Federal and state regulators vowed to step up their inspections of diesel fuel cars in the wake of the Volkswagen scandal Friday, putting all carmakers on notice that they will use stringent road tests to ferret out software switches and other devices designed to circumvent air pollution standards.
As the embattled German carmaker named new leadership, the U.S. Environmental Protection Agency, California Air Resources Board and Canadian regulator Environment Canada said they will team up to test a sampling of all makes and models of diesel cars. The EPA and California agency sent separate “Dear Manufacturer” letters telling carmakers they can expect to have their models tested on the road.
The vehicles will be drive-tested under “conditions that may reasonably be expected to be encountered in normal operation and use,” the California agency told the manufacturers. The road tests will supplement, not replace, the standard lab tests for emissions that have been in use for years and come in response to criticisms that the lab tests aren’t sufficient.
The move comes one week after the U.S. Environmental Protection Agency and the California air board announced they were investigating Volkswagen for equipping its diesel cars with “defeat devices.” The devices, essentially software code, curbed emissions of smog-creating nitrogen oxide and other pollutants while the vehicles were being tested but not while the cars were actually in use.
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After being alerted by independent researchers last year, scientists at the California air board’s test lab in El Monte confirmed the existence of the rogue software earlier this summer. Volkswagen officials admitted to the EPA and air board in early September that the cars with equipped with the devices.
Critics have said the problem could have been discovered sooner if the pollution agencies routinely road-tested the vehicles instead of relying on lab tests. EPA officials acknowledged their shortcomings, saying they’ve focused most of their road-test efforts in recent years on diesel trucks, which emit far more pollution.
“We are upping our game,” said Chris Grundler, director of the EPA’s office of transportation and air quality, in a conference call with reporters.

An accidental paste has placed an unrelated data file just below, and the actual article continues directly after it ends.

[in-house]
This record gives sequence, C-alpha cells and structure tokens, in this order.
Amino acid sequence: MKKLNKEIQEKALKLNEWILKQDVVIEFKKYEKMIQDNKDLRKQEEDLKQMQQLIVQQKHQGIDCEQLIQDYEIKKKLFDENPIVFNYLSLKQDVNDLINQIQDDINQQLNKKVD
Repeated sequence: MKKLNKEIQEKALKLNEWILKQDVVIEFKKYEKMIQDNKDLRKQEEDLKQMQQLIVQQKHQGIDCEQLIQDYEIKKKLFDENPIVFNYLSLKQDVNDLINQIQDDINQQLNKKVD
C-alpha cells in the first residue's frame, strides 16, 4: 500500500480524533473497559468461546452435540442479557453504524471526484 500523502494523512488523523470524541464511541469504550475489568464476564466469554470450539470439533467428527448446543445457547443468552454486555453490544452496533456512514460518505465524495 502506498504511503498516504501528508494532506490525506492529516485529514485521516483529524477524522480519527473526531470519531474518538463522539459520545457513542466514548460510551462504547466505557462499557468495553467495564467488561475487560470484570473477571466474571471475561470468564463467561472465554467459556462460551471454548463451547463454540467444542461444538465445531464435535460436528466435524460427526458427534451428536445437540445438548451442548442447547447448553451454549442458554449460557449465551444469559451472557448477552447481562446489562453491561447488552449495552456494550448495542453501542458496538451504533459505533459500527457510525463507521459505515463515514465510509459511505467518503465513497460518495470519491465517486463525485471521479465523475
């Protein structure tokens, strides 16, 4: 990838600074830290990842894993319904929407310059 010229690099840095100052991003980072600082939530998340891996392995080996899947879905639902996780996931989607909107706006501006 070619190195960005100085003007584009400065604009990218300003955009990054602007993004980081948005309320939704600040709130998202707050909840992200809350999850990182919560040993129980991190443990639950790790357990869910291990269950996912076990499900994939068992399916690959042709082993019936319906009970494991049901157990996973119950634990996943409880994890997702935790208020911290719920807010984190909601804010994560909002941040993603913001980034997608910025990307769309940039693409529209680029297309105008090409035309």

Dave Clegern, a spokesman for the California air board, said the agency didn’t have access until three years ago to the portable emissions testing devices needed to road-test diesel cars for emissions. “It’s fairly new technology, at least in any kind of decent working condition,” Clegern said.
The stepped-up testing regime will cover a sampling of new and used diesel cars, using rentals as well as cars loaned by private citizens. Officials wouldn’t go into detail about the types of tests the models will undergo, saying they don’t want to tip off the car manufacturers, but they vowed to be thorough.
“The smart engineers at EPA and the California Air Resources Board and Environment Canada have come up with clever ways to do this,” Grundler said.
Because of its air-pollution problems, California has special authority under the federal Clean Air Act to test vehicles and set its own pollution standards. The Air Resources Board is considered a pioneer in enforcing air-pollution rules, particularly when it comes to the automotive industry.
In a move unrelated to the Volkswagen case, the agency on Friday renewed its so-called low-carbon fuel standard, which requires a 10 percent reduction in the carbon intensity of transportation fuels by 2020. Carbon intensity measures a variety of things, from how much carbon is emitted during the actual production of the fuel to how much greenhouse gas the fuel gives off while the engine is running. The carbon standard is an essential piece of Assembly Bill 32, the state’s landmark climate change law enacted in 2006, and regulators say it will add a few cents a gallon to the price of fuel.
As for the diesel vehicles, officials said they don’t know what the stepped-up testing program will reveal.
“We’ve not seen any evidence that there’s a problem with another automaker, but it’s better to be safe,” Clegern said.
The Association of Global Automakers, in a written statement to The Wall Street Journal, said “we will continue to work with the Environmental Protection Agency and the California Air Resources Board to ensure that the process achieves the objectives of the regulators, manufacturers and consumers.”
The notice came the same day that Volkswagen named Matthias Mueller, chief executive of its Porsche subsidiary, to run the whole company. He replaces Volkswagen’s deposed CEO Martin Winterkorn, who resigned earlier this week.
The EPA has said recalls of the Volkswagen vehicles are likely, and the case has become an international scandal for Volkswagen. There are an estimated 482,000 affected cars on the road in the United States, including at least 50,000 in California. Volkswagen has acknowledged that as many as 11 million diesel cars worldwide have been equipped with the defeat devices, although it said the software wasn’t activated on most of them.
Fixing the problem is expected to cost Volkswagen billions of dollars, not counting the likelihood of fines against the company.
The affected cars are Jettas, Beetles, Golfs and Audi A3s made in the 2009 to 2015 model years, as well as Volkswagen Passats made in 2014 and 2015. Only diesel cars are involved.